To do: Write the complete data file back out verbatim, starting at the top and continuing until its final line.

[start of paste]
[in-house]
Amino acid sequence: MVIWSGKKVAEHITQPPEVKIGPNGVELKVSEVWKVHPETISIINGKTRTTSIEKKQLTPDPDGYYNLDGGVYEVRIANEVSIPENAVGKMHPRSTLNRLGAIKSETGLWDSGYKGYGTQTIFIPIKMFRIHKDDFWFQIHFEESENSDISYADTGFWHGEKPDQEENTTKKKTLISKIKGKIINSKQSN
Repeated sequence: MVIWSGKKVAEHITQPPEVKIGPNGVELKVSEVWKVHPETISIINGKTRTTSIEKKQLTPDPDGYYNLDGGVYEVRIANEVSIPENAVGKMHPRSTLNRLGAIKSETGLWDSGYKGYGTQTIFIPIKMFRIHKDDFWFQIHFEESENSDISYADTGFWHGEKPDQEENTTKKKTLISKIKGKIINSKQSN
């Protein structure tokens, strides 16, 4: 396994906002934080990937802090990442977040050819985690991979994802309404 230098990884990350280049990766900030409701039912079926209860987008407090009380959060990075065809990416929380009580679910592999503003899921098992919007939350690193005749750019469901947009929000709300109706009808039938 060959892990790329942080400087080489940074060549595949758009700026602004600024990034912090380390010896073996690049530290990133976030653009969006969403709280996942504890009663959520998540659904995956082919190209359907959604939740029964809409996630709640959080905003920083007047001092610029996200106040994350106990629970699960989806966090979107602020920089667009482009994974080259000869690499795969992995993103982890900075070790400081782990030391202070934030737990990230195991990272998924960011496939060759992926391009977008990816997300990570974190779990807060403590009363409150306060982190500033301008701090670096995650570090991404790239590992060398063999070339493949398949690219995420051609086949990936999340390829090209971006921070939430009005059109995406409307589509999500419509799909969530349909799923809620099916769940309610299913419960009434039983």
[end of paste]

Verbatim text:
[in-house]
Amino acid sequence: MVIWSGKKVAEHITQPPEVKIGPNGVELKVSEVWKVHPETISIINGKTRTTSIEKKQLTPDPDGYYNLDGGVYEVRIANEVSIPENAVGKMHPRSTLNRLGAIKSETGLWDSGYKGYGTQTIFIPIKMFRIHKDDFWFQIHFEESENSDISYADTGFWHGEKPDQEENTTKKKTLISKIKGKIINSKQSN
Repeated sequence: MVIWSGKKVAEHITQPPEVKIGPNGVELKVSEVWKVHPETISIINGKTRTTSIEKKQLTPDPDGYYNLDGGVYEVRIANEVSIPENAVGKMHPRSTLNRLGAIKSETGLWDSGYKGYGTQTIFIPIKMFRIHKDDFWFQIHFEESENSDISYADTGFWHGEKPDQEENTTKKKTLISKIKGKIINSKQSN
């Protein structure tokens, strides 16, 4: 396994906002934080990937802090990442977040050819985690991979994802309404 230098990884990350280049990766900030409701039912079926209860987008407090009380959060990075065809990416929380009580679910592999503003899921098992919007939350690193005749750019469901947009929000709300109706009808039938 060959892990790329942080400087080489940074060549595949758009700026602004600024990034912090380390010896073996690049530290990133976030653009969006969403709280996942504890009663959520998540659904995956082919190209359907959604939740029964809409996630709640959080905003920083007047001092610029996200106040994350106990629970699960989806966090979107602020920089667009482009994974080259000869690499795969992995993103982890900075070790400081782990030391202070934030737990990230195991990272998924960011496939060759992926391009977008990816997300990570974190779990807060403590009363409150306060982190500033301008701090670096995650570090991404790239590992060398063999070339493949398949690219995420051609086949990936999340390829090209971006921070939430009005059109995406409307589509999500419509799909969530349909799923809620099916769940309610299913419960009434039983």